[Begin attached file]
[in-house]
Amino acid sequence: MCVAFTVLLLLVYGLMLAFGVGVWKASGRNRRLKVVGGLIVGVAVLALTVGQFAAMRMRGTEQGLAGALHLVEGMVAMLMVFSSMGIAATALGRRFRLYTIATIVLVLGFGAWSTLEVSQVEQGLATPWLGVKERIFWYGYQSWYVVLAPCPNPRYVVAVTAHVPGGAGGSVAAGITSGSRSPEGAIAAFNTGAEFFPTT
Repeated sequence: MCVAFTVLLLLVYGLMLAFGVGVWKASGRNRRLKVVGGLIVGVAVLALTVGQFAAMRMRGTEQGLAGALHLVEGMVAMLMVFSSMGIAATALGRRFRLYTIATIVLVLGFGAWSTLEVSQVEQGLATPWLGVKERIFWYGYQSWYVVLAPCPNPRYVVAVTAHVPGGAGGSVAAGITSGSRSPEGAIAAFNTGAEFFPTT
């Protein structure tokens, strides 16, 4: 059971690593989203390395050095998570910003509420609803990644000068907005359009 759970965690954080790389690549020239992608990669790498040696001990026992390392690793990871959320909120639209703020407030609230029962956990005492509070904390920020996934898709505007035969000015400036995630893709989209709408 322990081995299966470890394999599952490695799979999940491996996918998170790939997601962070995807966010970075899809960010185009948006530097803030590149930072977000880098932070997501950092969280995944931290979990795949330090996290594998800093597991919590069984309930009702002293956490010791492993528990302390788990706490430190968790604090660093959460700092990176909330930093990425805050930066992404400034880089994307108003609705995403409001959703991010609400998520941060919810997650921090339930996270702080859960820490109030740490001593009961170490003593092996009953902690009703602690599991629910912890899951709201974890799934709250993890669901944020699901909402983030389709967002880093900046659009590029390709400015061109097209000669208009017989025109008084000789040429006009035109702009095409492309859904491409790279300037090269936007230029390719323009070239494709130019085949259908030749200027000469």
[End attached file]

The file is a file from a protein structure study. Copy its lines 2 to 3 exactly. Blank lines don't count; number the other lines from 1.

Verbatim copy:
Amino acid sequence: MCVAFTVLLLLVYGLMLAFGVGVWKASGRNRRLKVVGGLIVGVAVLALTVGQFAAMRMRGTEQGLAGALHLVEGMVAMLMVFSSMGIAATALGRRFRLYTIATIVLVLGFGAWSTLEVSQVEQGLATPWLGVKERIFWYGYQSWYVVLAPCPNPRYVVAVTAHVPGGAGGSVAAGITSGSRSPEGAIAAFNTGAEFFPTT
Repeated sequence: MCVAFTVLLLLVYGLMLAFGVGVWKASGRNRRLKVVGGLIVGVAVLALTVGQFAAMRMRGTEQGLAGALHLVEGMVAMLMVFSSMGIAATALGRRFRLYTIATIVLVLGFGAWSTLEVSQVEQGLATPWLGVKERIFWYGYQSWYVVLAPCPNPRYVVAVTAHVPGGAGGSVAAGITSGSRSPEGAIAAFNTGAEFFPTT